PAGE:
San José, Costa Rica, since 1956

An Opportunity for Leadership

El Compañero Presidente Comandante Daniel Ortega, as it has been widely noted, is not the most gifted orator that Nicaragua has ever produced. In many of his speeches, which meander unscripted for hours into the evening, his tongue seems to have a mind of its own, jumping effortlessly between unrelated topics with a fluidity that most experience only when dreaming.

But on the issue of food security, Ortega is on mark. His identification of the problem as a national priority is of crucial importance; his call to increase food production is urgently needed; and even his tired political diatribes of capitalist shortcomings seem particularly poignant in this case.

In some ways, Ortega and his government have already shown early leadership on the food security issue. Last year, faced with soaring bean prices that jumped from 32 cents per pound to $1.10, the Ortega government reactivated the old state food bank, ENABAS, which had been partially sold and otherwise abandoned by the three previous conservative administrations.

Since reactivating ENABAS, the government has converted itself into a major buyer of beans, driving out market speculators and helping to stabilize bean prices, which have since dropped by half to 63 cents per pound.

The problem with the government’s “fair price” bean initiative is that, like all things Sandinista, it has been overly politicized to the point where the merit of the achievement is overshadowed by partisan nonsense. By putting the famoso Councils of Citizen Participation, or Sandinista “CPC” neighborhood committees in charge of selling the ENABAS beans, the program has been contaminated by Sandinista politics, with the best prices going to party loyalists in what has become a mechanism for social control on a neighborhood level. However, the overall economic effects of the program have been more far-reaching, helping to drive down the price of beans on the open market and thereby helping everyone to one degree or another.

Now Ortega is jockeying himself into a leadership role on the international level to confront the food crisis in Central America and the extended region. Nicaragua is in the best position of any Central American nation to become the regional breadbasket of basic food supplies, as the president has correctly noted. Ortega, therefore, could indeed live up to his self-touted image as the president of the poor if Nicaragua is able to fulfill the challenge of producing more food to feed the region’s hungry.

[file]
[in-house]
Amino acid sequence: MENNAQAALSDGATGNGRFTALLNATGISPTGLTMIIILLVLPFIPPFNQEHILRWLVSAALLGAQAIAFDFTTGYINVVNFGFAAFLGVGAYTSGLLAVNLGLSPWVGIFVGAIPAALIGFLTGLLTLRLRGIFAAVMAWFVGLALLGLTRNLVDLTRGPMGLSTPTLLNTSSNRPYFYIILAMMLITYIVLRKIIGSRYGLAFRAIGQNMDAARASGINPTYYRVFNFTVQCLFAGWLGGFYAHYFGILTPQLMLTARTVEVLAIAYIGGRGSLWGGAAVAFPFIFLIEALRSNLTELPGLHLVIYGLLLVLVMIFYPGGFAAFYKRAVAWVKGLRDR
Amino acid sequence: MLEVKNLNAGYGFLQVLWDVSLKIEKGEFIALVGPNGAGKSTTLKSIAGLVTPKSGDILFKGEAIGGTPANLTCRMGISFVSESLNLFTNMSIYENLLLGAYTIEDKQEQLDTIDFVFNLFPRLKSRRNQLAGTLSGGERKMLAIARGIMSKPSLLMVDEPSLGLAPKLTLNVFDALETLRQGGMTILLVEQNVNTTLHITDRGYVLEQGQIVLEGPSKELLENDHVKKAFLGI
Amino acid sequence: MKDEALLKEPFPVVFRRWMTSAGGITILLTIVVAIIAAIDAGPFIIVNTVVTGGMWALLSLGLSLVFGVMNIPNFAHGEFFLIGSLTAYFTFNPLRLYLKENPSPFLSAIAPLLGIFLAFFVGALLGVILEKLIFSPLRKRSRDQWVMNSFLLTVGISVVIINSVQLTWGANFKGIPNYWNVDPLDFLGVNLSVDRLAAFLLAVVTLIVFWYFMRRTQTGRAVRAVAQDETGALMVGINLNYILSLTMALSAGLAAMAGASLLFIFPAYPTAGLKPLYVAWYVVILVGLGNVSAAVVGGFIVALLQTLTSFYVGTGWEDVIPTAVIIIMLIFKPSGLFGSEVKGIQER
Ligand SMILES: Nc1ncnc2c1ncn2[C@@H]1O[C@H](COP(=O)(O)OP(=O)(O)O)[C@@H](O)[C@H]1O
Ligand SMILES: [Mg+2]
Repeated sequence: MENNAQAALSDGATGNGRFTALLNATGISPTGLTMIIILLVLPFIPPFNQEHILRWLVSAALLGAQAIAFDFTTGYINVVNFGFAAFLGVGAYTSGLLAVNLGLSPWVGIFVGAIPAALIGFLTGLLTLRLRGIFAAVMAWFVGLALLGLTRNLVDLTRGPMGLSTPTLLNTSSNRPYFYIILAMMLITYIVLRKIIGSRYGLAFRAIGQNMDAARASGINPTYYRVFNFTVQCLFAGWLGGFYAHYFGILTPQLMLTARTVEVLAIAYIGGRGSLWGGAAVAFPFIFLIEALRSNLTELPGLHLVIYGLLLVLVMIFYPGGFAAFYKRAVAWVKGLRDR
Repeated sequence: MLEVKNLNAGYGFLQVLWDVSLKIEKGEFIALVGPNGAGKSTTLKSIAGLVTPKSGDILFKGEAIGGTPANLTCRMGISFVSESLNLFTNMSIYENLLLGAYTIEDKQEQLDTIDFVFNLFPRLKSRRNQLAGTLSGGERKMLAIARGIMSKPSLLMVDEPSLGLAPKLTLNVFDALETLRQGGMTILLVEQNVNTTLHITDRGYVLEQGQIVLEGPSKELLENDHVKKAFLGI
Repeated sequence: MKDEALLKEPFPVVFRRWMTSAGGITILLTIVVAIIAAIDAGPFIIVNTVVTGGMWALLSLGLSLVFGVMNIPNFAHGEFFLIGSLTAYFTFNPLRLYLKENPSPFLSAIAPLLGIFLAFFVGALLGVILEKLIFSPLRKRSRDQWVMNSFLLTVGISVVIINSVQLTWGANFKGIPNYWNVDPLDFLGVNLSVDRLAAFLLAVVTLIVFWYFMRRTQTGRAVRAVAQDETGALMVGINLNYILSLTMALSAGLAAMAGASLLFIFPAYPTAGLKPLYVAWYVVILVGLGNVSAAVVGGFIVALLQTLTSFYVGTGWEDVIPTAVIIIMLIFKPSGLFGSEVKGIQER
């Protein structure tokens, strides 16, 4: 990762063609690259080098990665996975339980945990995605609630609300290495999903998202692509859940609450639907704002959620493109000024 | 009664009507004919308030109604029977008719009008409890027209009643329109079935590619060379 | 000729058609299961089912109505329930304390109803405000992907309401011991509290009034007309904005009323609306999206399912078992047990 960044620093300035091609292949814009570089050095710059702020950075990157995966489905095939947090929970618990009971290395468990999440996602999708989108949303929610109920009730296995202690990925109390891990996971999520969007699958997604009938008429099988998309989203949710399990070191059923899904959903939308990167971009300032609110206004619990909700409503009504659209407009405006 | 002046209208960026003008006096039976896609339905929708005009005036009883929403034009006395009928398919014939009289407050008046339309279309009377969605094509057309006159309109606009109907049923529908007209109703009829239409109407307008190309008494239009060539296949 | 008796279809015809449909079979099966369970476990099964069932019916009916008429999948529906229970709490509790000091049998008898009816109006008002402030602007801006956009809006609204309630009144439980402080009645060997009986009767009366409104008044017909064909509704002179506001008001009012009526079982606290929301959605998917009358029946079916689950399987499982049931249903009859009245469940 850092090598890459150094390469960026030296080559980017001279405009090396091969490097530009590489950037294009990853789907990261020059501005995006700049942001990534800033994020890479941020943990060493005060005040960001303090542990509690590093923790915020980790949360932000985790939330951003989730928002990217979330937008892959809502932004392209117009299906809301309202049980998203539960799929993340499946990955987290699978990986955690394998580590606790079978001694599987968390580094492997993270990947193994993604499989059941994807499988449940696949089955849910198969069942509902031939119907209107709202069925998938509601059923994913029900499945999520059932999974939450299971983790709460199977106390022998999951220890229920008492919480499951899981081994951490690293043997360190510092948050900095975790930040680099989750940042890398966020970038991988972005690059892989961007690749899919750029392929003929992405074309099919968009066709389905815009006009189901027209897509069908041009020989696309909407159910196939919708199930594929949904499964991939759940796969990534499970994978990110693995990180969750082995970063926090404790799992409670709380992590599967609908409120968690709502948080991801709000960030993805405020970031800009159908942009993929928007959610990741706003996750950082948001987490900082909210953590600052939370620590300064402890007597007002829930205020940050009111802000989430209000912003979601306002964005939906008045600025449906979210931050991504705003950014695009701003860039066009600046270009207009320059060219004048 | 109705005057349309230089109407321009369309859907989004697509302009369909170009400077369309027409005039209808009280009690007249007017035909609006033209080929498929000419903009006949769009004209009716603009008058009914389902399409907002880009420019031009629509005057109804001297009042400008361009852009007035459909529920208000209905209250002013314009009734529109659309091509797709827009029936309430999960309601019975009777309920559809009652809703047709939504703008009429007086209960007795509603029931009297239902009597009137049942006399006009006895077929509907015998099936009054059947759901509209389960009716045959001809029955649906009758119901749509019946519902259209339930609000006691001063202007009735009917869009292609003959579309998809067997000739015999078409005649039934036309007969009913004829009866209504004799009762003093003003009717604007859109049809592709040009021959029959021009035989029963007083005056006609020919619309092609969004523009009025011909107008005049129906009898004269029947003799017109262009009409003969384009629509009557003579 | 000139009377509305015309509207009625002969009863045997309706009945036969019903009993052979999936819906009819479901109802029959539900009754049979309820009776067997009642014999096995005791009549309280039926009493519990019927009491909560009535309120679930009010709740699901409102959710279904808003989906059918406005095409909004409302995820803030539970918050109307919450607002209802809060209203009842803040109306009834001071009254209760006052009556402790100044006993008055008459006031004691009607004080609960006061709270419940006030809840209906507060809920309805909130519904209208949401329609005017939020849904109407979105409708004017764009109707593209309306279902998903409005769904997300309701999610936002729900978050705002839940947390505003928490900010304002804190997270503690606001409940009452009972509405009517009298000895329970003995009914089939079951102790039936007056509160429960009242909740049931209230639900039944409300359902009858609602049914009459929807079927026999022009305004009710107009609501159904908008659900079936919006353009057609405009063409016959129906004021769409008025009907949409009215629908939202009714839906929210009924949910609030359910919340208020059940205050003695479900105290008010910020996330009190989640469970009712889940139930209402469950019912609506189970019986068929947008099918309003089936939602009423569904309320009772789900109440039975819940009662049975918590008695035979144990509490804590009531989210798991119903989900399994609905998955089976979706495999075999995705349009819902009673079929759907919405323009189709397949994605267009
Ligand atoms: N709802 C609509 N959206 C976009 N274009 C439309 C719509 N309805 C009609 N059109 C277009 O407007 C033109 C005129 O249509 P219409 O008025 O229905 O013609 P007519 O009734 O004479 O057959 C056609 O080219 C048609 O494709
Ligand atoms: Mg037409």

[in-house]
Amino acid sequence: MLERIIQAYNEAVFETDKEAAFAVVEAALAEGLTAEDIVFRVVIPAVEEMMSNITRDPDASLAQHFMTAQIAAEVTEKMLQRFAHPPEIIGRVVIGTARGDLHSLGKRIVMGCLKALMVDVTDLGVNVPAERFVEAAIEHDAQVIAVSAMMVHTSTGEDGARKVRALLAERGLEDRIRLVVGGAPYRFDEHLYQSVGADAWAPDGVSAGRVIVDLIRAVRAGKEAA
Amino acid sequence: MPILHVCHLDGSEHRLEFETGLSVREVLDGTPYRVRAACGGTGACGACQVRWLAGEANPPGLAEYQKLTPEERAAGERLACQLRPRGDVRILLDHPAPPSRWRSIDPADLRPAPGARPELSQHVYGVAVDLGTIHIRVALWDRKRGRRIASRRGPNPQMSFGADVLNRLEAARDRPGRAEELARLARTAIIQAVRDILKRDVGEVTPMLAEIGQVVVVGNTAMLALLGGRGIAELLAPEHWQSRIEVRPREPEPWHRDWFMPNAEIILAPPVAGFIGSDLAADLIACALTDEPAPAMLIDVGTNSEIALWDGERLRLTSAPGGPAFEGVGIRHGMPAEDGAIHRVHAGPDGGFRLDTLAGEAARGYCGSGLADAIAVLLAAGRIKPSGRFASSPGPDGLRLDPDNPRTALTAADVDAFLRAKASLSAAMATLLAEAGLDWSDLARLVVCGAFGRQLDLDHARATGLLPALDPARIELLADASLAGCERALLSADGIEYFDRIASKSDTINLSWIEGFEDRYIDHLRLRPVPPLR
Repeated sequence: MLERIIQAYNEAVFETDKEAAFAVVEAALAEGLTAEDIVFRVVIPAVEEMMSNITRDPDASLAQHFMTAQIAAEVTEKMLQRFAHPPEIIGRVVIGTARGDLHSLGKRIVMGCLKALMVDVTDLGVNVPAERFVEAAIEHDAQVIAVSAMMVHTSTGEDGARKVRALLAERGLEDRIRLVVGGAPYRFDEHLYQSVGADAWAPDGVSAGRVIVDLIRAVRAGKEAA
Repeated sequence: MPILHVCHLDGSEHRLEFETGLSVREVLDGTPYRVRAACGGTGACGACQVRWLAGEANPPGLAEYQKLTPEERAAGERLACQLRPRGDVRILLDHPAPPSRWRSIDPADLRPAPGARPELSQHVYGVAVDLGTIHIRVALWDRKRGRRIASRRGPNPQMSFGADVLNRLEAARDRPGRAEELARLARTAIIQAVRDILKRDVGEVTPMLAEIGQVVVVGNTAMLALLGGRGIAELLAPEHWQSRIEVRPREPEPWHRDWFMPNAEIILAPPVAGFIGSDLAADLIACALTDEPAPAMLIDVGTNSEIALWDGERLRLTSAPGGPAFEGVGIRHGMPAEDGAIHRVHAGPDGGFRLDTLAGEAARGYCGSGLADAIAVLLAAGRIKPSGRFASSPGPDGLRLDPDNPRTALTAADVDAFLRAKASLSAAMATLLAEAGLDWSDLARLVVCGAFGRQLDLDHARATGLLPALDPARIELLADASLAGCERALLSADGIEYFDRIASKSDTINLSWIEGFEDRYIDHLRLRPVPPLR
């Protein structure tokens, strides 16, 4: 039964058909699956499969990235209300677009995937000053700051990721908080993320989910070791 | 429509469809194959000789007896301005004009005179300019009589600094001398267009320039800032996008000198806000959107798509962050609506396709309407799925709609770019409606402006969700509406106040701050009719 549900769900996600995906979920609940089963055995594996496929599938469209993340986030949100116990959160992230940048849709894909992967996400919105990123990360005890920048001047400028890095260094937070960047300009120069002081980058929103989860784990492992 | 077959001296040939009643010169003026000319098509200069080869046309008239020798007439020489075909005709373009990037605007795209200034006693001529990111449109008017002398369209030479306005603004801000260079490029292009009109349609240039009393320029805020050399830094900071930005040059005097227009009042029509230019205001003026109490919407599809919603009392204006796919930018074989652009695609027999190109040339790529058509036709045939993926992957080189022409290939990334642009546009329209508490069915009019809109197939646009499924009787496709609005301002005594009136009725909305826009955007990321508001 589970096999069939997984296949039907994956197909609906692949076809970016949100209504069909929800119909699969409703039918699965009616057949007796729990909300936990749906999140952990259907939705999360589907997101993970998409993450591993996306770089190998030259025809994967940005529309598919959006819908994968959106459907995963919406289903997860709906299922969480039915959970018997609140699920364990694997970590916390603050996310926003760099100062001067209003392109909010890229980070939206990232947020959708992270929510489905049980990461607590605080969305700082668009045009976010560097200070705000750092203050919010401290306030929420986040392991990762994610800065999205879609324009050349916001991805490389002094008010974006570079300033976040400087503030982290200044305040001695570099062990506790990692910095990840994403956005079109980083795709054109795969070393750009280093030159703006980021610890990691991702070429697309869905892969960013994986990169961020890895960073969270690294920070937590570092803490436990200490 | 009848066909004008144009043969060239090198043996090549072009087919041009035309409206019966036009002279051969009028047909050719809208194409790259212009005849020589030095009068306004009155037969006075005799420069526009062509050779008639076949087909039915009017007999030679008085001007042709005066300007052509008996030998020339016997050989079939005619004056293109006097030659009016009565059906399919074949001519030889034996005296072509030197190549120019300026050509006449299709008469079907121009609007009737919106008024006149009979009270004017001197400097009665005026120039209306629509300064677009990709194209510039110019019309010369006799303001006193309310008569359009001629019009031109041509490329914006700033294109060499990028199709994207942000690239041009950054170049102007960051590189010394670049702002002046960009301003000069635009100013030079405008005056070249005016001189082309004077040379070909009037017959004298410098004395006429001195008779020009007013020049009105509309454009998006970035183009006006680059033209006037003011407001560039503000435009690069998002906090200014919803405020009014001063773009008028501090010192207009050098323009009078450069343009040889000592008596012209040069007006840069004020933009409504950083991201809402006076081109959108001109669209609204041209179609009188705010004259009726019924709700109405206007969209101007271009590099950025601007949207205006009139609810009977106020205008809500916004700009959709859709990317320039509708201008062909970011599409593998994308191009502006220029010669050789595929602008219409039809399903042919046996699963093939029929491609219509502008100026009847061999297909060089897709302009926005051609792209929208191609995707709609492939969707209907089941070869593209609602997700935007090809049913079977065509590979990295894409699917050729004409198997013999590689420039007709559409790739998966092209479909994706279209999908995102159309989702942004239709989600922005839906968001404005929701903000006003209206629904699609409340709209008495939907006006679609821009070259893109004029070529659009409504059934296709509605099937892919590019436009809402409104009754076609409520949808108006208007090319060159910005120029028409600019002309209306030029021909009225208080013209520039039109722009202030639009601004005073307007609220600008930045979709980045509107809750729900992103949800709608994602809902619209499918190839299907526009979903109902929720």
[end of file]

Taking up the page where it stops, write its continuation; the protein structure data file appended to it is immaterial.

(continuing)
In a country where irony is king, Nicaragua could be saved by its underdevelopment. The country just needs to make its fallow fields productive again, and help its campesino population produce more to become new players in a globalized economy that is increasingly unable to feed itself.

In a way, Nicaragua has to keep doing what it’s been doing for years – growing beans, corn, beef and other basic agricultural products – only now do it better. If the country is able to first feed itself, and then produce enough to become a major exporter of food products to set the tables in a region that is increasingly moving beyond basic agriculture, the country could find that its backwardness has become a competitive edge.

But to pull this off successfully, Nicaragua needs a plan, and it will require lots of investment, coordination, education and cooperation. The Sandinistas claim they have a plan and that the wheels are already in motion. The problem, as we’ve seen with other Sandinista plans in the recent past, is that most government efforts are not as inclusive as they pretend to be at the outset. Helping the poor usually means helping the “Sandinista poor,” while towns, cities and the countryside become more polarized and resentful as a result.

But for a man who’s already had more political first chances than anyone else in the region, the global food crisis could be another. This could be Ortega’s moment to show the world that a Sandinista Nicaragua does indeed represent the interests of the poor and that the country can become a major producer and a regional player. Ortega can also show his critics that ALBA isn’t just about Venezuelan oil and revolutionary hot air. It’s about putting food on the table and fulfilling basic needs.

This is a moment for Ortega to assume real leadership, but in a broader and sustainable way, and not through his traditional Machiavellian wranglings. Now he’s got a cause that he can rally people behind, and a war to fight in a productive way. If he doesn’t trip over politics, like he so often has in the past, this could be Ortega’s – and Nicaragua’s – moment to shine.


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